When I discovered New Horizons Designs and found the Tami Hoodie and the Portlanders, I went a little crazy. I really, really, really felt that they needed to be in my life and at that very moment. Fortunately for me, they were having a sale, and they quickly jumped into my cart! Lest you think I lay around in lacy bras and backless tops all the time (see previous post) you should know that I am much more of a sweatshirt, jeans, or sweatpants kind of girl. And...90% of the time you will find me in either my Tami hoodies or Portlanders (but that's a whole post of its own).

Enter my sweatshirt dreams come true...

Pattern Description & Suggested Fabric:
The TAMI Revolution Hoodie includes double hood, crossover hood, standard hood, front zip up, thumbhole cuffs and optional shoulder zip accent. No serger required! No special tools needed. Comes in sizes xx-small, x-small, 4, 6, 8, 10, 12, 14, 16, 18, 20, 22, 24, 26.
Pattern made for sweatshirt fleece, fleece, french terry, medium – thick knits with 25% stretch.
I used fabric from Joanns for my pink and gray version. This is the regular length, side pocket, double cross over hood option.

Does it look like the pattern envelope or drawing when you were done sewing? Yes

Were the instructions easy to follow? 
 Yes, I believe the instructions were easy to follow but I would not say this pattern is beginner friendly. The pink and gray version took me forever to finish because of silly mistakes on my part. Here's a friendly tip...don't use a triple stitch seam when attaching your hood, baste it first! I accidentally sewed my hood on backwards and couldn't figure out why the top was choking me when I wore it. Ripping out the triple stitch took forever!!!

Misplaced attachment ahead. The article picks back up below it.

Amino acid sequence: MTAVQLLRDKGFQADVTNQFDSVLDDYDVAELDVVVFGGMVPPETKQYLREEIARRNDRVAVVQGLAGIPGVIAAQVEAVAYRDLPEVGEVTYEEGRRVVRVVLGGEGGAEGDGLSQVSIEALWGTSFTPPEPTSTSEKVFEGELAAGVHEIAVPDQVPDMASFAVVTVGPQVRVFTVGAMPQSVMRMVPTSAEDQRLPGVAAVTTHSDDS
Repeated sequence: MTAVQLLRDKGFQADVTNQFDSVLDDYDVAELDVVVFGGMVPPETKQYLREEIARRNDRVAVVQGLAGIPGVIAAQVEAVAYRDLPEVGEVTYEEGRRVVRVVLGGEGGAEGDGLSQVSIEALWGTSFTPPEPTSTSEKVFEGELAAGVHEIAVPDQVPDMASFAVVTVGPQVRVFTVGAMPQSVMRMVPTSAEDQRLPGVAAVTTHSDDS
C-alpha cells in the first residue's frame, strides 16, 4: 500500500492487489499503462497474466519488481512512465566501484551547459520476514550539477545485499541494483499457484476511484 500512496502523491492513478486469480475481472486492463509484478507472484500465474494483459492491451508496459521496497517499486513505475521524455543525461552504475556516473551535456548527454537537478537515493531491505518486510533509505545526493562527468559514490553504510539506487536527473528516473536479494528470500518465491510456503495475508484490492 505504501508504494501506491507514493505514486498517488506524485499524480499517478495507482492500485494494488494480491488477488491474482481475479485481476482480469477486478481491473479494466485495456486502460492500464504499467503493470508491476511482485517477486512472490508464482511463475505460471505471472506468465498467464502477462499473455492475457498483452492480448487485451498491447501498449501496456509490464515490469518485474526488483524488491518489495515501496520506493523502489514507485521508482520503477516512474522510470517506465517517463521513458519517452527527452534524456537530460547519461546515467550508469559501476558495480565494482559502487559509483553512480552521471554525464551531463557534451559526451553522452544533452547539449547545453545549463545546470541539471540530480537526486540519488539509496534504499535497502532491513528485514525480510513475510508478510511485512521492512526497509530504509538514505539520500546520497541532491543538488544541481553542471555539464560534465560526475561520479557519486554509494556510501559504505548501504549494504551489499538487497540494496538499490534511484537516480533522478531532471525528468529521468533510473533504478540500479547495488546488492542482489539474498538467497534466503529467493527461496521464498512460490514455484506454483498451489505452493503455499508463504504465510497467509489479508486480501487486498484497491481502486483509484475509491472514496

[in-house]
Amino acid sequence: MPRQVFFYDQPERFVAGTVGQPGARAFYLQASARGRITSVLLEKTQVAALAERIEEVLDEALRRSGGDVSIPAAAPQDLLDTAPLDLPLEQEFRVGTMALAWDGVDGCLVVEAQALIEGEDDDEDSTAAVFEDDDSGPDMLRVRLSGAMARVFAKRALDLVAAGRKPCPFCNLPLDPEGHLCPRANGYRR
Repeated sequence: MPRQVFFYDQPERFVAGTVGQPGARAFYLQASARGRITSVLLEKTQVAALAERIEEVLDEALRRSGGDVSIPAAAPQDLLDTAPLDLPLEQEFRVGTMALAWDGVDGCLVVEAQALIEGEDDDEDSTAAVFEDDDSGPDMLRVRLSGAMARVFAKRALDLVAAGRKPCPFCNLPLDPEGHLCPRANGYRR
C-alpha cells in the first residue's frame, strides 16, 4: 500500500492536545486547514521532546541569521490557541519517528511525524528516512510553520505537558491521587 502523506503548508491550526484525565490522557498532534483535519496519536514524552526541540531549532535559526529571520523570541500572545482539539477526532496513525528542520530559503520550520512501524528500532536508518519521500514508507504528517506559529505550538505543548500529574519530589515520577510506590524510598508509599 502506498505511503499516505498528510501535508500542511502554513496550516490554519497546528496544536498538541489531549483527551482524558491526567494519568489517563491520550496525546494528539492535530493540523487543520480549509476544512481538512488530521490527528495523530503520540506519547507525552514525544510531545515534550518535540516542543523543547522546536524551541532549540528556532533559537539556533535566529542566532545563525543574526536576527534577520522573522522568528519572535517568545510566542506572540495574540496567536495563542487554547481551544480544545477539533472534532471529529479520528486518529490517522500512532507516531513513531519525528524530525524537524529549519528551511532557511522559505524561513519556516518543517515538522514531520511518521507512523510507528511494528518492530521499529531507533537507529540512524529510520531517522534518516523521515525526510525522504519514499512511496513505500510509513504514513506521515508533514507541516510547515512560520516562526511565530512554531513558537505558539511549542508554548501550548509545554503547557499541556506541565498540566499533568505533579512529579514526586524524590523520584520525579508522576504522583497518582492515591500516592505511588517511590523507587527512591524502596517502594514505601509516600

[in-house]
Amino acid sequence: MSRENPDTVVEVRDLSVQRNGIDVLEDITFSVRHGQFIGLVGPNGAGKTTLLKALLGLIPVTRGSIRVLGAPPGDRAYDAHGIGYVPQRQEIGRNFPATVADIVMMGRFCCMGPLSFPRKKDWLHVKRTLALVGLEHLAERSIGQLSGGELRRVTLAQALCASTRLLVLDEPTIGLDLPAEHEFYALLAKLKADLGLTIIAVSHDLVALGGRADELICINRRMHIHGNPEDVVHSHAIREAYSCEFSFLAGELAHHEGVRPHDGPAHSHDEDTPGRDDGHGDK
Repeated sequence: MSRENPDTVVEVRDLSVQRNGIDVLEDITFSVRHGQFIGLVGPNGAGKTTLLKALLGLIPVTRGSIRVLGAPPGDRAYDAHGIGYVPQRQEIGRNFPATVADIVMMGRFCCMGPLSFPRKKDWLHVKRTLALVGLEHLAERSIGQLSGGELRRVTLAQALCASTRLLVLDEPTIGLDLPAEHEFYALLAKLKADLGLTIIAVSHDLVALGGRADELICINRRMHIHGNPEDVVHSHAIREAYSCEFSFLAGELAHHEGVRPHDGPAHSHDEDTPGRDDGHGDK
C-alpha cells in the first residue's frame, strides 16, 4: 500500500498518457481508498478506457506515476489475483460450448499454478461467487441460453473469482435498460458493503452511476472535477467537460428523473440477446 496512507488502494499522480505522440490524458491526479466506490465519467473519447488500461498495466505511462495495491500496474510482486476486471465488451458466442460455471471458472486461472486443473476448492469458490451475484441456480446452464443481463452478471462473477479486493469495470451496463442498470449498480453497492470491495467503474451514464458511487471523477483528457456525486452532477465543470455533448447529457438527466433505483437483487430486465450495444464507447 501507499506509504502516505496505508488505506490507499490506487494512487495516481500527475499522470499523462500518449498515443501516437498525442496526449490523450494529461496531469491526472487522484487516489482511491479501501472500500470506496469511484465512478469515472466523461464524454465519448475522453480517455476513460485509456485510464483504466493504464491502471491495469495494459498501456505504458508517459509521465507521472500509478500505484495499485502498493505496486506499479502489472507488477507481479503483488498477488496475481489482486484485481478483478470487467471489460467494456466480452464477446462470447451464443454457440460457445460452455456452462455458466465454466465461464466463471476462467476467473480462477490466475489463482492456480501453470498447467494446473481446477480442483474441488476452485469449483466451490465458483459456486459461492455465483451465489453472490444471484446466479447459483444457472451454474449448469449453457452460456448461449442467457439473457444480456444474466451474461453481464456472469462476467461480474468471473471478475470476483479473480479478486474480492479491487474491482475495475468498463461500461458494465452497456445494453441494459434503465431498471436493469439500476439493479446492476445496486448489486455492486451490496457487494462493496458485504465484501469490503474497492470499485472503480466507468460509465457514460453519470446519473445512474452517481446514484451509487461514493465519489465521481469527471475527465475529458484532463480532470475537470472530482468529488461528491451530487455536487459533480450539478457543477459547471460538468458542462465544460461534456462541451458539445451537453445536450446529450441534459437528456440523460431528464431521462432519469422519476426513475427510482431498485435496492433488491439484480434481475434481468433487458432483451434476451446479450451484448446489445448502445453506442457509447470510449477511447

This gray bonded knit is also from Joanns and the blue floral french terry is from Sly Fox Fabrics.

What did you particularly like or dislike about the pattern? 
I loved the look of the double cross over hood and the thumb hole cuffs. This was my first time sewing the cuffs and while I love them, I have learned they aren't the most practical for a stay at home mom whose hands are always being washed, doing dishes, cleaning up after kids, etc. I love the slim fit of the sweatshirt and how cozy it is. I am usually always cold and this fabric is crazy warm.

Pattern Alterations/Design Changes you made?